Military operations like the D Day landings teach us that all plans are shot to bits the moment that the first phone call of the day comes in to you at work.  All things being equal, Quiet Time is best first thing in the morning when your Time is more predictable and the distractions have not yet begun in earnest.

Things like meetings that are often largely unproductive and time wasting, can best be scheduled for another part of your day when your energy levels are lower.  We might call these the "Flat Battery" part of your day.

We constantly termite our Quiet Time.  Humans are amazingly easily distracted, by a phone call, email and so on.  Perhaps it is back in our primeval days when we had to be constantly scanning our living environment in case there was a sabre-tooth tiger around the corner.  To cherish and take advantage of your Quiet Time, you need to disengage your email, telephone and any other distraction.

Quiet Time is the Time that you are going to use for making the big Important Strategic decisions in your business.  Unless you can learn to maximise the use of your Quiet Time, your business is not likely to achieve its maximum potential.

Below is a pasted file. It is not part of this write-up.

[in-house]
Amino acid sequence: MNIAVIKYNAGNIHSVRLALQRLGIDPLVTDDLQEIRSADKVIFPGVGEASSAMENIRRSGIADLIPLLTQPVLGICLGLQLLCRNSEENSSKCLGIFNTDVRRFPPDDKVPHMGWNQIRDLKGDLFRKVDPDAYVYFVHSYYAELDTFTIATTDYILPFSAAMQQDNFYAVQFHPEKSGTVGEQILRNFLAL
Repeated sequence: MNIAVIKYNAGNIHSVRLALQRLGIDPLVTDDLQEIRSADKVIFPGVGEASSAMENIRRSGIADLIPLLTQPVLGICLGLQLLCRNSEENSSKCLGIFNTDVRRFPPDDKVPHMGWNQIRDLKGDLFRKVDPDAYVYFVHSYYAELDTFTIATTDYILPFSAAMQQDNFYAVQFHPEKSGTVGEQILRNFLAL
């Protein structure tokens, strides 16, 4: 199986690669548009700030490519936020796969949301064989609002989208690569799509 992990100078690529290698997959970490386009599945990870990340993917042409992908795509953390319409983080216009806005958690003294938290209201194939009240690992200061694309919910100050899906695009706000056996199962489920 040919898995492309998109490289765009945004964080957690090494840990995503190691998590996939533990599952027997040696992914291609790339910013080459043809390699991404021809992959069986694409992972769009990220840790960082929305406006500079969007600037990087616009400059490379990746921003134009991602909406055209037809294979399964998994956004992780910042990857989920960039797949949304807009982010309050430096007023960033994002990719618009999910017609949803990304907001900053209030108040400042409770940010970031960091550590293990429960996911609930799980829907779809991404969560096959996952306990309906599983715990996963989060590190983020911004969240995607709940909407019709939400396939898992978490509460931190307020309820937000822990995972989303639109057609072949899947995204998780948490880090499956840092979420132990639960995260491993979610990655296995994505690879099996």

Time is also Location-specific.  There are some things that can only be done when you are out shopping, when you are in a meeting, when you are in the Paris office.
Other things are People-specific.  They are activities that need to be undertaken with one or more individuals.

We can expand our classification of any piece of work further:

  • Urgent or not urgent.
  • Important or unimportant.
  • Strategic or tactical.
  • Big period of time to complete or small.
  • Long term Vision, quarterly objective or shorter period.
  • Quiet Time or normal hours or ‘Flat Battery’ Time.
  • Location / person specific time.


You have probably all seen the scene in a war movie where one of the soldiers shouts "incoming" and everyone ducks because there is a bomb, grenade or canon shell en-route to their location.

Another analogy is a cricket or baseball player. There is a ball (task) coming down the pitch at them and the business/owner operator needs to hit it off somewhere.

Fortunately, there are some very straight forward rules that allow you to virtually instantaneously deal with any task that is bowled at you.

These 5 rules manage your tasks:

  1. Manage your Quiet Time
  2. Take out the Trash
  3. Known Date and Time
  4. Pidgeon hole the rest